Plans for additional LNG facilities in Nigeria are also being developed. In January 2005, Chevron announced the possibility of constructing a $7 billion LNG plant, OK-LNG, at Olokola in western Nigeria. The plant would have an initial capacity of 11 million tons per year and a maximum capacity of 33 million tons per year. Construction is expected to begin in 2006, with completion in 2009. Chevron’s final investment decision (FID) deadline for the project is March 2006. If Chevron decides not to financially commit to the project, Shell has been named as a possible alternative operator. In December 2005, ConocoPhillips, Chevron and Agip met with NNPC to sign a shareholders agreement for the establishment of the $3.5 billion Brass River LNG plant. If the project continues along the current timetable, its two LNG trains will be operational by late 2009. A FID for the project is scheduled to be made in September 2006.
Chevron's Escravos Gas Project (EGP) came online in 1997. In 2000, total capacity was 285 MMcf/d of natural gas. The facility’s output capacity will be expanded to 630 MMcf/d of natural gas in 2007. Chevron is also working on the Escravos gas-to-liquids (GTL) project that is expected to have production capacity of 33,000 bbl/d. Completion of the GTL project is scheduled for 2009. However, the project has been slowed by community complaints over not employing local residents to work at the facility. It is likely that Chevron will look for state intervention to help resolve the issue. A year earlier, the Nigerian government halted the implementation of the Escravos GTL project due to high costs. Future plans for the project include linking the Escravos pipeline system with the West African Gas Pipeline (WAGP) for natural gas export to Benin, Togo and Ghana.Pipelines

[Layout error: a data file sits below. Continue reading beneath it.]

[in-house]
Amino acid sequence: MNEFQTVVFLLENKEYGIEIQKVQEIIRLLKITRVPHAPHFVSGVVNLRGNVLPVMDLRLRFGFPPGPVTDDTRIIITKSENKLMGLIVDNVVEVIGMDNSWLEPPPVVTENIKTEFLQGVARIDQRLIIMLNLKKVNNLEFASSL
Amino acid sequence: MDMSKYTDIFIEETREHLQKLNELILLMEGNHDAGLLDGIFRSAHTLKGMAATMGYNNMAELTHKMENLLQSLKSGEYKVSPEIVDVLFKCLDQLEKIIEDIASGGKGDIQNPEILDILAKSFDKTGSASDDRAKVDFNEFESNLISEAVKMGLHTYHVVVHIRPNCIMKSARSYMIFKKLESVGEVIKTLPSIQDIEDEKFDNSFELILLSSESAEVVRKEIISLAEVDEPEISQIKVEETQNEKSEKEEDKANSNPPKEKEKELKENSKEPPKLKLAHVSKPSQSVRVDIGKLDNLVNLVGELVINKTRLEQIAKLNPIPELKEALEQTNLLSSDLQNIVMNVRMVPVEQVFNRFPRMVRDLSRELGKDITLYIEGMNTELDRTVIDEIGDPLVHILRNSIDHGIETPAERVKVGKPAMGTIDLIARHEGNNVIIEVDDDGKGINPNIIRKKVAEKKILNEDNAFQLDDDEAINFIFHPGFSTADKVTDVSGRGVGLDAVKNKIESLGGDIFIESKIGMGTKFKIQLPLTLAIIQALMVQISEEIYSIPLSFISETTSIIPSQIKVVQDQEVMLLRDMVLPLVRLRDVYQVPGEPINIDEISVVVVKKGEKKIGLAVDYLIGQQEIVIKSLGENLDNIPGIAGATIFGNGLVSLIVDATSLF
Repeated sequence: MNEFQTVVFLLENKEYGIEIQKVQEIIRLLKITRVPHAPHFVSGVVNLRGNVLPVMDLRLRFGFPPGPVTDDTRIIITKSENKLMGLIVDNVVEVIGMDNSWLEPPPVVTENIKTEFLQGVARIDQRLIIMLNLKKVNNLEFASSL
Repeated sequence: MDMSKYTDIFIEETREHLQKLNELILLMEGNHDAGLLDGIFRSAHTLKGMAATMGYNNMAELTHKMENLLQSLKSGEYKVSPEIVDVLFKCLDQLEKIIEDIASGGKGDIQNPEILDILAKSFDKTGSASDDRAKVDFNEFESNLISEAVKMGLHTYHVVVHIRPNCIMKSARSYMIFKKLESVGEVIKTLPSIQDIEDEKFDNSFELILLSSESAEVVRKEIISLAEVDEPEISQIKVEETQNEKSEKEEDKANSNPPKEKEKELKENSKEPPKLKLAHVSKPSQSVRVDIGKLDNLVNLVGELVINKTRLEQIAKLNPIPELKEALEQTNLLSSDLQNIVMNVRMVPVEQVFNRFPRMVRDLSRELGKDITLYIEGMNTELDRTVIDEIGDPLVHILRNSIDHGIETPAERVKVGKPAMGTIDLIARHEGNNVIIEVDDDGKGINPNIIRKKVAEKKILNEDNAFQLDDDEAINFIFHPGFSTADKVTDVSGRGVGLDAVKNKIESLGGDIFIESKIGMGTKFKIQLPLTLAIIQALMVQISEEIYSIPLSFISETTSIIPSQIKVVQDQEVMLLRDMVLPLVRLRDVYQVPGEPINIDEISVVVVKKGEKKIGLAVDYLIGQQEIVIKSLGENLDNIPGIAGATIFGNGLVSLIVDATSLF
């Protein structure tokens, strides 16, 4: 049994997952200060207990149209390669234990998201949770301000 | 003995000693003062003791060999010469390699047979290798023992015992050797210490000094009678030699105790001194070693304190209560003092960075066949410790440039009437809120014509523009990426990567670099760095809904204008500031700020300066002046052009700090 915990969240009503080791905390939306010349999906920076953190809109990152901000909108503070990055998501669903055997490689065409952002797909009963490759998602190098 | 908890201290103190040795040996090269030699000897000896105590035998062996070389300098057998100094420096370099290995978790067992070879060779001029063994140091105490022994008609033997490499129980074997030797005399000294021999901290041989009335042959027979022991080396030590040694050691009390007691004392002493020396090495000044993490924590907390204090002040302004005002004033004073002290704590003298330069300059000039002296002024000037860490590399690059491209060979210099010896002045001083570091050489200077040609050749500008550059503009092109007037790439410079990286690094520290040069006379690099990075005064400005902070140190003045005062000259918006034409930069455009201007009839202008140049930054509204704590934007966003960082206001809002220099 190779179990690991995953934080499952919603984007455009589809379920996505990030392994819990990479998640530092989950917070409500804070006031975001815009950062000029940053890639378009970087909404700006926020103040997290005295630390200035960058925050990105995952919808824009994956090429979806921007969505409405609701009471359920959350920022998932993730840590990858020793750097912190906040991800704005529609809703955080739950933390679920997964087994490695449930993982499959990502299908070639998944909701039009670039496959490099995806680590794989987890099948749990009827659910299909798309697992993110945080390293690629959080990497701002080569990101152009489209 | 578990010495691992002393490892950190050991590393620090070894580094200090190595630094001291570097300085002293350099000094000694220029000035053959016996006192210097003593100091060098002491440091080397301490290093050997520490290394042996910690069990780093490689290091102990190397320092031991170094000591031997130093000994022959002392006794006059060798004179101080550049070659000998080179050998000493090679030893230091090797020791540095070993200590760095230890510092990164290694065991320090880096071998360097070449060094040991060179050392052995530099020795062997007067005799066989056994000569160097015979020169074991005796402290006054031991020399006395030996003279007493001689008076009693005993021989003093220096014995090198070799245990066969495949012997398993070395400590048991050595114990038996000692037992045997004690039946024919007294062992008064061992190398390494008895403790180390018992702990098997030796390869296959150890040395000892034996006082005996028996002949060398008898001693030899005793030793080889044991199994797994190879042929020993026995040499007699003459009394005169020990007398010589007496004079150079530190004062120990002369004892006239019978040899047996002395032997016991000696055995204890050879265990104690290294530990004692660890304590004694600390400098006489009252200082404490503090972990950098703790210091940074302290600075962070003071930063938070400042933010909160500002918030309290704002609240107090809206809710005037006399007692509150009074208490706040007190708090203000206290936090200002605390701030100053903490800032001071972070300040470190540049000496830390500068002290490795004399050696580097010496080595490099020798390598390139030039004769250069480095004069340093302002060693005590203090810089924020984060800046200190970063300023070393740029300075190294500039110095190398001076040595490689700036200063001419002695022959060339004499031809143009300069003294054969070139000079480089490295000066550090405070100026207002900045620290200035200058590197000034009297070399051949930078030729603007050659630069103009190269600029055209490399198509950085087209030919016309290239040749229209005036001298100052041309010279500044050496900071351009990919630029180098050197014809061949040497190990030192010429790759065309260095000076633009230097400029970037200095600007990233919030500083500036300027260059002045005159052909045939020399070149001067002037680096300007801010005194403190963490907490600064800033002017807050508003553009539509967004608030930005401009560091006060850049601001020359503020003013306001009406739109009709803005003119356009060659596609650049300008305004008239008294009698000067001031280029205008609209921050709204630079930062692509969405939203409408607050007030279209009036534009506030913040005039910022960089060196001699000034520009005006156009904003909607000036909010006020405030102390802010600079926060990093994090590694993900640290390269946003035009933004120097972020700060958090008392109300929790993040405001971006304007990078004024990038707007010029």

Progress on the WAGP, which will deliver 140 MMcf/d of natural gas to power stations in Ghana, has been moving forward steadily. In November 2004, the World Bank approved a $125 million investment guarantee for construction of the WAGP, and in December 2004, NNPC and its WAGP partners made a FID for implementation of the project. In May 2005, the first shipload of pipes arrived at Port Tema for the construction of the pipeline. The $590 million, 420-mile pipeline will carry natural gas from Nigeria to Ghana, Togo, and Benin. Operational start-up of the project is expected during 2006, with initial capacity of 200 MMcf/d of natural gas. The pipeline is expected to function at a full capacity of 450 MMcf/d within 15 years. The Multilateral Investment Guarantee Agency (MIGA), and the International Development Association (IDA) are also helping to fund the WAGP by giving $75 million and $50 million, respectively.